Just July

July was a nutty month. Lots of music: Phish three times, Warren Haynes at Tanglewood, Dead and Company twice, and Coldplay. (August is only Pearl Jam and Mieka Pauley.) We made it up to Monhegan for a week and down to CT twice. And! And. And, I moved a lot of rocks (don’t ask). For the books it was:

  • Milk in my Coffee by Eric Jerome Dickey
  • Disco for the Departed by Colin Cotterill
  • Cranford by Elizabeth Gaskell (AB)
  • The Last Battle by Ryan Cornelius
  • Sign of the Four by Arthur Conan Doyle
  • The Glass Palace by Amitav Ghosh
  • 8:55 to Baghdad by Andrew Eames

I think, once I got used to Dickey’s style, I grew to like Milk but my favorite by far was The Glass Palace by Amitav Ghosh. Is it a movie? Because if it isn’t, it should be. I said that in the review as well.

Full disclosure: I had Lost Upland on my list as well. I simply ran out of time and couldn’t get to it. I’m okay with seven books for the month.


Glass Palace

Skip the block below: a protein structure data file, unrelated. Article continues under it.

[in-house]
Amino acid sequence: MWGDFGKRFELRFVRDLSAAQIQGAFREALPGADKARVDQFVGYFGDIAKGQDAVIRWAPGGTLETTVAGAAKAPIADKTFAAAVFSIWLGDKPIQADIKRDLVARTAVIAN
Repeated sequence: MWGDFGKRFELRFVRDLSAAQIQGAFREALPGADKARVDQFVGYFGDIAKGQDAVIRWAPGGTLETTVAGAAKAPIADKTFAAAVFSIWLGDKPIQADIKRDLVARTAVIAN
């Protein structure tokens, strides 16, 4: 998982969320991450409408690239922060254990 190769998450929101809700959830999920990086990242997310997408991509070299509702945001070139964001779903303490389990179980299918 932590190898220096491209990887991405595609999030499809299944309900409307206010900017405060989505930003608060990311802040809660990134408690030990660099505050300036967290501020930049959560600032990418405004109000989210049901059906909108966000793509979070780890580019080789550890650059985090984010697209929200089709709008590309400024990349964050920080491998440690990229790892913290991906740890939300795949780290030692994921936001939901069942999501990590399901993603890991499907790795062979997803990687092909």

Ghosh, Amitav. The Glass Palace. New York: Random House, 2001.

Reason read: Ghosh was born in July.

There is much love for Ghosh’s The Glass Palace. This was the right balance of historical fiction, love story, and political commentary within a sweeping saga. Dolly is a woman who has been in the service of the Queen for as long as she can remember. Rajkumar is an orphan boy taken in by a teak logger and taught the trade. Glass Palace follows them through childhood, their storybook romance, growing families and the inevitable, old age. Intertwined are the stories of their children, their children’s children, war, economics, society, politics, fashion, feminism, and life. The way it was written the story could have been without end.

Quote to quote, “This is how power is eclipsed” (p 36). Don’t hate me but I thought of a John Mayer line, “Power is made by power being taken.” Same thing.

Book trivia: This should have been a movie. It has all the right components: war, beautiful women, explosions, death, romance, cars…Speaking of the cars, Ghosh was especially detailed with the automobiles.

Author fact: Ghosh also wrote Sea of Poppies which is on my Challenge list.

BookLust Twist: Two twists – from Book Lust in the chapter called “Historical Fiction From Around the World” (p 47) and again in Book Lust To Go in the chapter simply called “Burmese Days” (p 47).